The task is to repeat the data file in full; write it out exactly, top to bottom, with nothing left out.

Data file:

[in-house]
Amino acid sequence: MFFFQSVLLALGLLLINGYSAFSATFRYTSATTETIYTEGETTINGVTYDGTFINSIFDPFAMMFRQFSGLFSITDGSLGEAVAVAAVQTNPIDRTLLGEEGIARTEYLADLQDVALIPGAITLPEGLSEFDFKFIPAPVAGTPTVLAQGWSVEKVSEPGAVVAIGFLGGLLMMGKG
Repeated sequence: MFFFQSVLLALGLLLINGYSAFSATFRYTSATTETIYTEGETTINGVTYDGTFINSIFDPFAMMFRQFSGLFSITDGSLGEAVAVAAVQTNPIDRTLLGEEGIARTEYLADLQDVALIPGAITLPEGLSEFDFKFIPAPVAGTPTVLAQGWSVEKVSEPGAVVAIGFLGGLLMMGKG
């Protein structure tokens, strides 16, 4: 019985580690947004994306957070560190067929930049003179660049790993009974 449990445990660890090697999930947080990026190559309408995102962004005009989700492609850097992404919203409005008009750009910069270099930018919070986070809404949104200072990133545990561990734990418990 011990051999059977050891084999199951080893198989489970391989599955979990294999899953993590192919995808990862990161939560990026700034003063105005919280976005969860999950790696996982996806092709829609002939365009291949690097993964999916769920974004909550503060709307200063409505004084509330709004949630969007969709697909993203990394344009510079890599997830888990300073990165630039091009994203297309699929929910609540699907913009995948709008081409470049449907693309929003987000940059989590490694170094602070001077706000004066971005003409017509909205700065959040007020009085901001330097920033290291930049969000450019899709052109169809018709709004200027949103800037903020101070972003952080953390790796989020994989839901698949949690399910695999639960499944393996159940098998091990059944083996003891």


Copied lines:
[in-house]
Amino acid sequence: MFFFQSVLLALGLLLINGYSAFSATFRYTSATTETIYTEGETTINGVTYDGTFINSIFDPFAMMFRQFSGLFSITDGSLGEAVAVAAVQTNPIDRTLLGEEGIARTEYLADLQDVALIPGAITLPEGLSEFDFKFIPAPVAGTPTVLAQGWSVEKVSEPGAVVAIGFLGGLLMMGKG
Repeated sequence: MFFFQSVLLALGLLLINGYSAFSATFRYTSATTETIYTEGETTINGVTYDGTFINSIFDPFAMMFRQFSGLFSITDGSLGEAVAVAAVQTNPIDRTLLGEEGIARTEYLADLQDVALIPGAITLPEGLSEFDFKFIPAPVAGTPTVLAQGWSVEKVSEPGAVVAIGFLGGLLMMGKG
């Protein structure tokens, strides 16, 4: 019985580690947004994306957070560190067929930049003179660049790993009974 449990445990660890090697999930947080990026190559309408995102962004005009989700492609850097992404919203409005008009750009910069270099930018919070986070809404949104200072990133545990561990734990418990 011990051999059977050891084999199951080893198989489970391989599955979990294999899953993590192919995808990862990161939560990026700034003063105005919280976005969860999950790696996982996806092709829609002939365009291949690097993964999916769920974004909550503060709307200063409505004084509330709004949630969007969709697909993203990394344009510079890599997830888990300073990165630039091009994203297309699929929910609540699907913009995948709008081409470049449907693309929003987000940059989590490694170094602070001077706000004066971005003409017509909205700065959040007020009085901001330097920033290291930049969000450019899709052109169809018709709004200027949103800037903020101070972003952080953390790796989020994989839901698949949690399910695999639960499944393996159940098998091990059944083996003891």